Well, I think I might swing past the camera store again today for yet another try. Maybe someone new will be working behind the counter, someone who can double check all my settings (?!) and either confirm or fix the lag I keep noticing. This time I think I'll try running a couple of standardised tests (on exactly the same shot.. with identical manual or auto settings) to really get a good comparison between models.

Anyway, it's good to know that it's probably NOT the camera's fault, which means that it's something that I can change/fix myself (once I figure out what I'm doing wrong). Given that, I'd be grateful for any more suggestions or ideas you might have for how I'm creating this phantom lag.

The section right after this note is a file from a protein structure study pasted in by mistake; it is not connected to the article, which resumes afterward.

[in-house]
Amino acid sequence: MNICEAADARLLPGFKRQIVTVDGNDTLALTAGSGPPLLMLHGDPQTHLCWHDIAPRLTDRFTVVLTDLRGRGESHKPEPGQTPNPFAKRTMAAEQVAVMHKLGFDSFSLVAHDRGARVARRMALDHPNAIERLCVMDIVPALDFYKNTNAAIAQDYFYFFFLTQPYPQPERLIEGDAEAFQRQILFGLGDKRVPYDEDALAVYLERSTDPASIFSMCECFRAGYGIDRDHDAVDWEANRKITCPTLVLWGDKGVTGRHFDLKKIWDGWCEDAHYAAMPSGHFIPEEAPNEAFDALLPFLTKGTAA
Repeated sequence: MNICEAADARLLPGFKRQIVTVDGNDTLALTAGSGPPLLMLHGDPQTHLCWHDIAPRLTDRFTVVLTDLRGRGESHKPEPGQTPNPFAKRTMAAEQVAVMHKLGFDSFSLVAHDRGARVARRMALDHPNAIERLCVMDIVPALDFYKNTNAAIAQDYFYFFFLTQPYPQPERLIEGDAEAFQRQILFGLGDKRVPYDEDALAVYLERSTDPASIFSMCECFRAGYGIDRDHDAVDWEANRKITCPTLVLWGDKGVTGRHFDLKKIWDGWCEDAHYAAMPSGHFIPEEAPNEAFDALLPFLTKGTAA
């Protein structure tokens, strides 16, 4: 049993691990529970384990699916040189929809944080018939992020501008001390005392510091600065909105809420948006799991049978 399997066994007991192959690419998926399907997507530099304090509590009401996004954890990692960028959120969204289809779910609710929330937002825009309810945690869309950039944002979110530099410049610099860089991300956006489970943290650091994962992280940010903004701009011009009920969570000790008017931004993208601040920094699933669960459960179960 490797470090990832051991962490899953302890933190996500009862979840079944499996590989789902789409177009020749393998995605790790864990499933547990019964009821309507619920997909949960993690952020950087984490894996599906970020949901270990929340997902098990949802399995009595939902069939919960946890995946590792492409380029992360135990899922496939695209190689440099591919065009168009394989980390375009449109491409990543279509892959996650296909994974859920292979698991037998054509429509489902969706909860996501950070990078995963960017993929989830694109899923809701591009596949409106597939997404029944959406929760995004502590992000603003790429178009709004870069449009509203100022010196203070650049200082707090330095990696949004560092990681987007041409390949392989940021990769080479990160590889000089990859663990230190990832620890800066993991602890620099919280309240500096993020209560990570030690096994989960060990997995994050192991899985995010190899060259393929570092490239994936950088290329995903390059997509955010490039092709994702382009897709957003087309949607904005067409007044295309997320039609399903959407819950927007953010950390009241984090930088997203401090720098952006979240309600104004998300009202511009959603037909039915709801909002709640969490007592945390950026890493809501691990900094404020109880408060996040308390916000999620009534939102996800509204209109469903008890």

I'll let you know how the next round of comparison testing goes. Thanks! :D

penz
06-13-2006, 07:20 AM
There is alway a little lag but I have used my E500 for some good fast stots but this is where timing is key and prefocusing is used.

http://penz-world.com/Josh3%20(Medium).jpg

http://penz-world.com/B1%20(Medium).jpg

These where shot with a Sigma 55-200mm super slow lens. If you are going to be rapid or multi shooting the D50 may be your best option but you can use the E500 for these shots as well. If you want to shot a lot of pictures fast you can use the sports setting and you don't have to wait for the buffer to empty before your next shot. Here is a rapid fire shot I took of a friend. (http://penz-world.com/Copy%20of%20bigjumpBW%202%20smaller.jpg) I used PS E4.0 to put them together.